HER2-NEU IN BREAST CANCER: HISTORY AND FUTURE DIRECTIONS

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Abstract

Shortly after discovery of epidermal growth factor receptor (EGFR) as an inducer of increased cell growth [1], Weinberg et al. characterized Neu oncogene in rat neuro/glioblastomas [2,3] and later its human homolog was called Human Epidermal growth factor Receptor 2 (HER2) [4]. Then amplification was shown in human breast carcinoma cell lines [5] (Figure 1). Slamon et al. identified that 30% of patients with primary breast cancers harbored HER2 amplification which negatively correlated with survival [6].

In early 1990s, a humanized monoclonal antibody against domain IV of HER2 (trastuzumab, Herceptin®) was developed and it was found to be safe and active in HER+ breast cancer patients. Soon the Chemotherapy and Antibody Response Evaluation (CARE) trial of trastuzumab in combination with chemotherapy was launched for metastatic breast cancer (MBC). This randomized study showed significant improvement in median time to progression (TTP) in combination with trastuzumab and chemotherapy arm compared with chemotherapy alone arm (4.6–7.4 months) [7]. Based on the results of this randomized phase III trial and a single-arm single agent trastuzumab study [8], trastuzumab was approved in HER + MBC in combination with paclitaxel in first and as single agent in second-line setting, respectively.

The clear additional benefit of trastuzumab to chemotherapy was also shown in neo-adjuvant [9], and adjuvant settings [10,11]. Laptinib, a dual tyrosine kinase inhibitor (inh) against EGFR and HER2, is the second agent that has been approved by FDA for HER+ patients with MBC in combination with capecitabine [12,13] or letrozole [14]. The additional benefit of laptinib to trastuzumab in heavily pretreated HER2+ MBC improved PFS from 8.1 to 12 months [15].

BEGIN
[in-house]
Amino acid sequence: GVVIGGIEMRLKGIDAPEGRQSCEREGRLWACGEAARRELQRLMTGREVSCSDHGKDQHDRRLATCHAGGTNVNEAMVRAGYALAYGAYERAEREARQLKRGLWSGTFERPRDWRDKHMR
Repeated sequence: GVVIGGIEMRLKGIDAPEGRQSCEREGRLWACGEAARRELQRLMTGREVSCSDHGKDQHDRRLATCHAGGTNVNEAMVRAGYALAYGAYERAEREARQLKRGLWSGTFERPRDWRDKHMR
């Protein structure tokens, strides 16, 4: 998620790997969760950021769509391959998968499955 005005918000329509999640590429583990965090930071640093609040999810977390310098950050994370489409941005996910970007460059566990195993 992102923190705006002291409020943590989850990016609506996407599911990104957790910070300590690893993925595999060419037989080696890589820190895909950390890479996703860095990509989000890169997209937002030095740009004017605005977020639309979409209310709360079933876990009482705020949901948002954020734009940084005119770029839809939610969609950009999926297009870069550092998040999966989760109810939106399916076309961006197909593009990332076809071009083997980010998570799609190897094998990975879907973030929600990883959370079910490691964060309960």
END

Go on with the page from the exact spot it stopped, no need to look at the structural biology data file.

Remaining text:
Homo- and heterodimerization of HER receptors are essential for the signaling and HER2-HER3 heterodimer is the most potent pair in downstream signaling [16]. Pertuzumab is a humanized monoclonal antibody against domain II of HER2 that inhibits HER2 dimerization and the activation of the signaling pathway [16]. CLEOPATRA was a randomized phase III study that launched to test the efficacy of adding pertuzumab to trastuzumab plus chemotherapy (docetaxel) in first-line setting and the results clearly showed the significant improved median progression-free survival (PFS) (18.5 versus 12.4 months) in HER2+ MBC patients [17].

Despite this progress in the treatment of HER2+ breast cancer, the median PFS in CLEOPATRA study was reported to be 18.5 months, which means that half of the patients in <2 years. Therefore, clearly, further research is needed. Several other targets in EGFR/HER2 signaling pathways are currently being studied. Neratinib (Pan-HER irreversible inh), trastuzumab-MCC-DM1 (T-DM1), phosphatidylinositol 3-kinase (PI3K) inhibitors, AKT inhibitors, mammalian target of rapamycin (mTOR) inhibitors, heat shock protein 90 (HSP90) inhibitors, histone deacetylase (HDAC) inhibitors, and vaccines are examples of drugs under development that have reached phase II or III in the drug development process [18].

references

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